Wilson’s disease, also known as hepatolenticular degeneration and progressive lenticular degeneration, is a rare genetic disorder that causes copper poisoning in the body. It affects about 1 in 30,000 people worldwide.
The signs and symptoms of Wilson disease usually first appear between the ages of 6 and 45, but they most often begin during the teenage years. The features of this condition include a combination of liver disease and neurological and psychiatric problems.
Liver disease is typically the initial feature of Wilson disease in affected children and young adults; individuals diagnosed at an older age usually do not have symptoms of liver problems, although they may have very mild liver disease. The signs and symptoms of liver disease include yellowing of the skin or whites of the eyes (jaundice), fatigue, loss of appetite, and abdominal swelling.
Nervous system or psychiatric problems are often the initial features in individuals diagnosed in adulthood and commonly occur in young adults with Wilson disease. Signs and symptoms of these problems can include clumsiness, tremors, difficulty walking, speech problems, impaired thinking ability, depression, anxiety, and mood swings.
In many individuals with Wilson disease, copper deposits in the front surface of the eye (the cornea) form a green-to-brownish ring, called the Kayser-Fleischer ring, that surrounds the colored part of the eye. Abnormalities in eye movements, such as a restricted ability to gaze upwards, may also occur.
Wilson disease is caused by mutations in the ATP7B gene. This gene provides instructions for making a protein called copper-transporting ATPase 2, which plays a role in the transport of copper from the liver to other parts of the body. Copper is necessary for many cellular functions, but it is toxic when present in excessive amounts. The copper-transporting ATPase 2 protein is particularly important for the elimination of excess copper from the body. Mutations in the ATP7B gene prevent the transport protein from functioning properly. With a shortage of functional protein, excess copper is not removed from the body. As a result, copper accumulates to toxic levels that can damage tissues and organs, particularly the liver and brain.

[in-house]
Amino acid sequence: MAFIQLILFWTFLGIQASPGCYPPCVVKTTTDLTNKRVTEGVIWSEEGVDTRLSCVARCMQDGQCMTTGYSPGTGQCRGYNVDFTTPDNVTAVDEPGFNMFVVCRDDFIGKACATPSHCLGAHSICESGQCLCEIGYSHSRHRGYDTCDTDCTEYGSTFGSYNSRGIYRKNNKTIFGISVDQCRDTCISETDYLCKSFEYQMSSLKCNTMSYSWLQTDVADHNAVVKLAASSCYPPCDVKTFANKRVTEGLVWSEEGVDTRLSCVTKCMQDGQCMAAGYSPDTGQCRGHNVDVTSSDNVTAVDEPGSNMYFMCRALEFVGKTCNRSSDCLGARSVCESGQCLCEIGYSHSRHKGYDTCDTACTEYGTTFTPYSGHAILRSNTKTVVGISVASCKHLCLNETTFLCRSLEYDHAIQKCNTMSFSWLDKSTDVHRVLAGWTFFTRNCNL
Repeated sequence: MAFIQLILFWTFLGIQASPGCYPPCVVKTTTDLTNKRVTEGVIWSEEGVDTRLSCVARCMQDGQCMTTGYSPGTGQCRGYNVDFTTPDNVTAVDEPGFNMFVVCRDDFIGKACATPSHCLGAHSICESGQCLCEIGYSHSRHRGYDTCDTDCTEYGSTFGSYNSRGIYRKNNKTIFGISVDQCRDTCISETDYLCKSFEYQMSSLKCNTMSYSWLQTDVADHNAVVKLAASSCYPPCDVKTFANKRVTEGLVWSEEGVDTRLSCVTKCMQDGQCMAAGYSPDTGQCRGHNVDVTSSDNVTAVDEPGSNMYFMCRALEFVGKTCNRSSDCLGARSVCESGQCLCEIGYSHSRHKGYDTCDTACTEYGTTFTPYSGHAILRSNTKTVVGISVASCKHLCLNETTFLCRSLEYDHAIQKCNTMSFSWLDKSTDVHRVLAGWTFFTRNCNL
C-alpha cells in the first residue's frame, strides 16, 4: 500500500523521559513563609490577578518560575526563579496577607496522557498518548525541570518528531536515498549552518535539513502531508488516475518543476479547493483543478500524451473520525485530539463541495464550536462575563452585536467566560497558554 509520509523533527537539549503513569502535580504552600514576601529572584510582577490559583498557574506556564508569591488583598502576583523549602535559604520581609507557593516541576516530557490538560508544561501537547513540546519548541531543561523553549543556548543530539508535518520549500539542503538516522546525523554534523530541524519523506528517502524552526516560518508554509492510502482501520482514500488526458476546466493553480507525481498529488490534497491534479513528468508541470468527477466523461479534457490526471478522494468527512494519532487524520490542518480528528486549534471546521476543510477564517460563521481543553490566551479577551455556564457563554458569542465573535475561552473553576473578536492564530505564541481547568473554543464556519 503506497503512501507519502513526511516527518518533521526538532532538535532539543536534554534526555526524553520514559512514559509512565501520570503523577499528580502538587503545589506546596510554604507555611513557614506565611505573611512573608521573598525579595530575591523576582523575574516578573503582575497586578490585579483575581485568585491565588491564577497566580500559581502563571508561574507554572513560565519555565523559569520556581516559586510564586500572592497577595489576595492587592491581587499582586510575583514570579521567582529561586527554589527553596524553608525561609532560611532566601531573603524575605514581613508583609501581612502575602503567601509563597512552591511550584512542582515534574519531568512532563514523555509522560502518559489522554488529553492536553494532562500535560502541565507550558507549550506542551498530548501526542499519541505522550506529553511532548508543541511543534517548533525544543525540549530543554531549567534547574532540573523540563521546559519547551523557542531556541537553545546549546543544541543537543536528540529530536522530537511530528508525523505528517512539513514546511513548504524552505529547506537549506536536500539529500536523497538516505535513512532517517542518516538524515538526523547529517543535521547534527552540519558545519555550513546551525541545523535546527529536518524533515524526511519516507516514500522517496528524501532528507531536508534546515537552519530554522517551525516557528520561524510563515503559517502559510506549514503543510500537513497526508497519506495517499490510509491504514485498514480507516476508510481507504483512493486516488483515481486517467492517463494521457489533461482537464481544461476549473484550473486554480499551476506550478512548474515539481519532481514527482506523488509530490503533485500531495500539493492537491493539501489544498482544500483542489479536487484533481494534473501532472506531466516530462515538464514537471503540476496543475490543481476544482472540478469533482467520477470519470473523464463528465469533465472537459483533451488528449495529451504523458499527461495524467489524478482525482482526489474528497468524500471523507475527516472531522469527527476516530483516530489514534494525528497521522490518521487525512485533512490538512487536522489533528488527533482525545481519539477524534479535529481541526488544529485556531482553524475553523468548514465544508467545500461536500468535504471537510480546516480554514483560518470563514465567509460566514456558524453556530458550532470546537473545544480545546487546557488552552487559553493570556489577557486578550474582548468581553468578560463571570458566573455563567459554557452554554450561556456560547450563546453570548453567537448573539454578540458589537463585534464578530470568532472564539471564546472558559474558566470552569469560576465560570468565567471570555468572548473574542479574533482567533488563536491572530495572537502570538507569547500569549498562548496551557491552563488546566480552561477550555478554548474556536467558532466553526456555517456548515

Wilson disease diagnosis can be complicated and should be evaluated by a physician familiar with the various types of testing that can be done and how to interpret the tests. Because it is relatively rare, common signs such as psychiatric symptoms or hepatitis may at first be attributed to other causes.
Many people with Wilson's appear and feel healthy; severe liver damage can occur before there are symptoms of the disease. Wilson's often does not cause noticeable symptoms until it is serious. Your child's doctor will ask about symptoms and medical history, and perform physical and mental exams. Tests may include:
- Blood tests and urine tests – to assess liver function, blood counts and measure levels of ceruloplasmin (a copper-carrying protein that is often low in Wilson Disease)
- Urine tests to look for excess copper that is excreted in urine – if this test is performed it is important to make sure that the collection is complete, i.e. a full 24 hours of urine
- Eye exam (typically by an ophthalmologist) – to look for brown, ring-shaped coloring in the cornea (Kayser-Fleischer rings)
- Liver biopsy – a small sample of liver tissue is removed and tested for excess copper
- Genetic testing – which is very helpful when positive. The testing is often expensive and one should inquire as to insurance coverage before the test is submitted.
These tests can show Wilson's disease before symptoms appear. This is why doctors suggest that all siblings of people with Wilson disease get testedThese tests can show Wilson's disease before symptoms appear. This is why doctors suggest that all siblings of people with Wilson disease get tested.
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